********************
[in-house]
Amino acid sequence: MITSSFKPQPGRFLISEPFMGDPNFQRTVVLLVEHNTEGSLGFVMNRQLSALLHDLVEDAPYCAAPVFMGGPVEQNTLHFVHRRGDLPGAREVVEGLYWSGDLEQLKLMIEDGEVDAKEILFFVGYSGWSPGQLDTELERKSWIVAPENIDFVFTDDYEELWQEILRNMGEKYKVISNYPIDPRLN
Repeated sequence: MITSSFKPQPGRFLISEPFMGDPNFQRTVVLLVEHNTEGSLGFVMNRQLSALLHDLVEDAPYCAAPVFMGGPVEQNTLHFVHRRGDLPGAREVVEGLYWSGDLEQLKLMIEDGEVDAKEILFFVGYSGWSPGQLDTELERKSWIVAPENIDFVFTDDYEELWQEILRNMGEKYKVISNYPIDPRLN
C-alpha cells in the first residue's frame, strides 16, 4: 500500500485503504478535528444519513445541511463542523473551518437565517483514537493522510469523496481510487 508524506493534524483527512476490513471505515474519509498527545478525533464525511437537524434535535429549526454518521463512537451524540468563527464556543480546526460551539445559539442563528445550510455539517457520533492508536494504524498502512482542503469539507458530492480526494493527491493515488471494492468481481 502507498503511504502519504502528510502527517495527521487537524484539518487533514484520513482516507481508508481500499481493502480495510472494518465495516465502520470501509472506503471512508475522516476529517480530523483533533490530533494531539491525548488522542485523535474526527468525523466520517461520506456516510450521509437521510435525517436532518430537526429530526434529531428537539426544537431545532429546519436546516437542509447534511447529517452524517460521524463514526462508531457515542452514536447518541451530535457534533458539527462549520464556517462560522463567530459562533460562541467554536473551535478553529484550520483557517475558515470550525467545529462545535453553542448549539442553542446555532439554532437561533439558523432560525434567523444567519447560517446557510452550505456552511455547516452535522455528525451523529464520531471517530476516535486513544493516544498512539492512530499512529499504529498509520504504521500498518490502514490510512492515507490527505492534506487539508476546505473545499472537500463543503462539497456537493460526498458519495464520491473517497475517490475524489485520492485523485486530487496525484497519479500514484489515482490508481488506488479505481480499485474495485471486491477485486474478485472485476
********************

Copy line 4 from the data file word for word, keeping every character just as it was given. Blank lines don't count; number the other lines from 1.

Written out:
C-alpha cells in the first residue's frame, strides 16, 4: 500500500485503504478535528444519513445541511463542523473551518437565517483514537493522510469523496481510487 508524506493534524483527512476490513471505515474519509498527545478525533464525511437537524434535535429549526454518521463512537451524540468563527464556543480546526460551539445559539442563528445550510455539517457520533492508536494504524498502512482542503469539507458530492480526494493527491493515488471494492468481481 502507498503511504502519504502528510502527517495527521487537524484539518487533514484520513482516507481508508481500499481493502480495510472494518465495516465502520470501509472506503471512508475522516476529517480530523483533533490530533494531539491525548488522542485523535474526527468525523466520517461520506456516510450521509437521510435525517436532518430537526429530526434529531428537539426544537431545532429546519436546516437542509447534511447529517452524517460521524463514526462508531457515542452514536447518541451530535457534533458539527462549520464556517462560522463567530459562533460562541467554536473551535478553529484550520483557517475558515470550525467545529462545535453553542448549539442553542446555532439554532437561533439558523432560525434567523444567519447560517446557510452550505456552511455547516452535522455528525451523529464520531471517530476516535486513544493516544498512539492512530499512529499504529498509520504504521500498518490502514490510512492515507490527505492534506487539508476546505473545499472537500463543503462539497456537493460526498458519495464520491473517497475517490475524489485520492485523485486530487496525484497519479500514484489515482490508481488506488479505481480499485474495485471486491477485486474478485472485476